Tahiti – Queen of the Pacific
The heart and soul of the South Pacific, Tahiti is the largest in a chain of islands that make up French Polynesia. The name can either refer to the main island or the entire destination. Commonly referred to as The Islands of Tahiti, French Polynesia is a collection of 118 islands and atolls scattered across an impressive nautical surface area the size of Western Europe. Still, these tiny islands—many of which remain uninhabited—make up a total landmass of only 1,600 square miles (4,100 sq. km).
You may be wondering, where is Tahiti? The islands are situated halfway between Los Angeles, California and Sydney, Australia. They are in the same time zone as Hawaii and located just as far south of the equator as Hawaii is north. Since the word often conjures up visions of a distant, unspoiled paradise, many assume them to be far away; but in all reality, Tahiti is only eight hours from Los Angeles.
The island of Tahiti is divided into two parts: The larger portion to the northwest is known as Tahiti Nui, while the smaller, southeastern peninsula is known as Tahiti Iti. Tahiti Nui is dominated by three extinct volcanic mountains including Mount Orohena, the tallest in French Polynesia; Mount Aorai, known for its incredible views; and Le Diadème, which appears to crown the island as the rightful queen.
Home to the capital city of Papeete, Tahiti is the economic center of French Polynesia. Tahiti strikes an interesting contrast to some of the more quiet, secluded islands in the region; with a selection of wonderful and convenient resorts available.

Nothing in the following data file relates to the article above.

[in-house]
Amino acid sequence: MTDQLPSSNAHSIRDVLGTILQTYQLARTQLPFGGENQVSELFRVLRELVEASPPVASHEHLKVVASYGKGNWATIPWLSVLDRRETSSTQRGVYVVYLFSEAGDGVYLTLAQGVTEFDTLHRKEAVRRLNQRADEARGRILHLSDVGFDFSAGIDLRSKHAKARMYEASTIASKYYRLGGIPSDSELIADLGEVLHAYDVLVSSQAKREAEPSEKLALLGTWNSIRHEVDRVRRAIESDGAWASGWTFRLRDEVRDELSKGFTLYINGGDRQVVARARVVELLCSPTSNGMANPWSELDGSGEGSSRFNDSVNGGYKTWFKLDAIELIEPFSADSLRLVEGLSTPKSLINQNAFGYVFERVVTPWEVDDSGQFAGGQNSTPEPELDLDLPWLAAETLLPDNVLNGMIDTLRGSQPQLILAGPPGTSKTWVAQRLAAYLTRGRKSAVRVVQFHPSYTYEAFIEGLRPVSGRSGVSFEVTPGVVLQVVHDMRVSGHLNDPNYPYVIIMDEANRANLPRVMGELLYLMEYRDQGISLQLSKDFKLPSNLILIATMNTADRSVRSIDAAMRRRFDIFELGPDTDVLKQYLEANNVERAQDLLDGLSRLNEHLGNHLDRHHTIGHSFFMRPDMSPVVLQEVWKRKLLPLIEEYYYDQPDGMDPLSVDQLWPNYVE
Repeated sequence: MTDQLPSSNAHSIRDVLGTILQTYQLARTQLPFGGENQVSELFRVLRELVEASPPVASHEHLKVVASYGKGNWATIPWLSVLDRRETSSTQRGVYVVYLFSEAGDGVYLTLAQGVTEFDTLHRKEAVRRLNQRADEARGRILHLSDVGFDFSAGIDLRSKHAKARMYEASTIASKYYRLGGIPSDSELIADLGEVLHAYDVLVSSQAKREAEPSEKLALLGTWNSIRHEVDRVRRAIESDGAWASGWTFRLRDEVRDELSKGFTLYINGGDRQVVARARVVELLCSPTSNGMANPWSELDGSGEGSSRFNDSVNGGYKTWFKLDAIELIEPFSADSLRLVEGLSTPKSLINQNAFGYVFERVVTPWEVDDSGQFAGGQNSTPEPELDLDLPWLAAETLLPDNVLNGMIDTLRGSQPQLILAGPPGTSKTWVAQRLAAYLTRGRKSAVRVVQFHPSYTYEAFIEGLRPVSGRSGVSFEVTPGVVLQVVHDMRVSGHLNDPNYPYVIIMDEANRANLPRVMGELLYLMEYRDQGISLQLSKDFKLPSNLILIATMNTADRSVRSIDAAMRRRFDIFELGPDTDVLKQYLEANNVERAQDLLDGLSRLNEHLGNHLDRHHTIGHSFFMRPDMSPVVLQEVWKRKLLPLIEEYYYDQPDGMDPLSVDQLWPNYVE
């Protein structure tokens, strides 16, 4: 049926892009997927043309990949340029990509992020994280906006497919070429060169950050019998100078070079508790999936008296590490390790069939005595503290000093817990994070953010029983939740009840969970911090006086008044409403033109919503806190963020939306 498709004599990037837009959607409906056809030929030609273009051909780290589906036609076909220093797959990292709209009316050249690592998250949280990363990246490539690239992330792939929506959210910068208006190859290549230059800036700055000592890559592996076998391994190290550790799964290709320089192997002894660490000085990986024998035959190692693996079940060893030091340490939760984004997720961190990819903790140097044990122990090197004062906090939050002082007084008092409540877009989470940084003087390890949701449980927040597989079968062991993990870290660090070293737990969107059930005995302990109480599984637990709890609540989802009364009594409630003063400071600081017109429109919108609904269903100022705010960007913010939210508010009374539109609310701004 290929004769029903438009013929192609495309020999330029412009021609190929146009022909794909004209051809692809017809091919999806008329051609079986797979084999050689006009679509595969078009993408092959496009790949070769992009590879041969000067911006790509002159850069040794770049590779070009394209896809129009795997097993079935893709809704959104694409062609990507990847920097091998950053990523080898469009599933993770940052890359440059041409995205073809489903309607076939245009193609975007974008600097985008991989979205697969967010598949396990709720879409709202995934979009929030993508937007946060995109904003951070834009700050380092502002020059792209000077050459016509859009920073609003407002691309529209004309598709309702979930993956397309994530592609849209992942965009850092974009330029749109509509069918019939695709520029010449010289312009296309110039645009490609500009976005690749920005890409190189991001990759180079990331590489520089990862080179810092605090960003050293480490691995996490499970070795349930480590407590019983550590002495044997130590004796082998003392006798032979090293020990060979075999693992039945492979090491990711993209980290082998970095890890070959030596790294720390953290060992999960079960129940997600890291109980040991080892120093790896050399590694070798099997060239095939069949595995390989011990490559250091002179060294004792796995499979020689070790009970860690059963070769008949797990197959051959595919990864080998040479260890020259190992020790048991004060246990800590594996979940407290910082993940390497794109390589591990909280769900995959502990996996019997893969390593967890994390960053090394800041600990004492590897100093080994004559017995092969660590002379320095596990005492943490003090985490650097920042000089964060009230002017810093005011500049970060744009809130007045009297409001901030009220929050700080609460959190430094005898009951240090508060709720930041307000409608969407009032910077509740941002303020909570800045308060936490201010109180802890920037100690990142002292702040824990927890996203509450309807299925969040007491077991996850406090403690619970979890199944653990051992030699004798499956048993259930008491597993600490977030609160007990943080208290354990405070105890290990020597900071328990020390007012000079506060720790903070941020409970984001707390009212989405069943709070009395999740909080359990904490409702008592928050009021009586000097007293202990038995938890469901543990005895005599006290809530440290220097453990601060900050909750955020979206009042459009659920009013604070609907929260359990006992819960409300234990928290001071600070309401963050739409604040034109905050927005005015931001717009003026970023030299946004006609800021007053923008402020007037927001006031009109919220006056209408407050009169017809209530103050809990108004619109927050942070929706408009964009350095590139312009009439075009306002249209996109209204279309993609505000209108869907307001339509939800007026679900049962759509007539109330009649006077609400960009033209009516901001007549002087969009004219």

Papeete is a vibrant and multicultural city with busy boulevards and a bustling harbor. The downtown municipal market, Le Marché, is an exciting place to purchase all things Tahiti including vanilla beans, monoi oil and colorful pareos. Just down the street at Le Centre Vaima is the Robert Wan Pearl Museum, which is a great place to start if you’re hoping to purchase a Tahitian black pearl during your stay. To live like a local, head to Vai’ete Square after sunset. This waterfront promenade comes to life at night when gourmet food trucks, Les Roulottes, open their windows to serve a range of affordable meals including Chinese food, French crépes, steak frites, fresh fish and pizza.
Beyond the city atmosphere, Tahiti is also a scenic island with lush landscapes and large abounding waterfalls. Leave the more developed areas behind and you will find shady hiking trails, pleasant beaches and calm waters. This unique juxtaposition makes Tahiti one of the most diverse islands in French Polynesia. We recommend exploring these interior peaks and valleys on a guided hike, ATV or Jeep Safari tour.
Other popular activities include snorkeling, Jet Skiing and surfing. Experienced surfers should visit the famed Teahupo’o and bear witness to one of the world’s most intense waves. Beginners can surf or take lessons at some of the more mellow beaches around the island. You can also enjoy a day of golfing at the Olivier Bréaud Golf Course, one of only two courses in French Polynesia.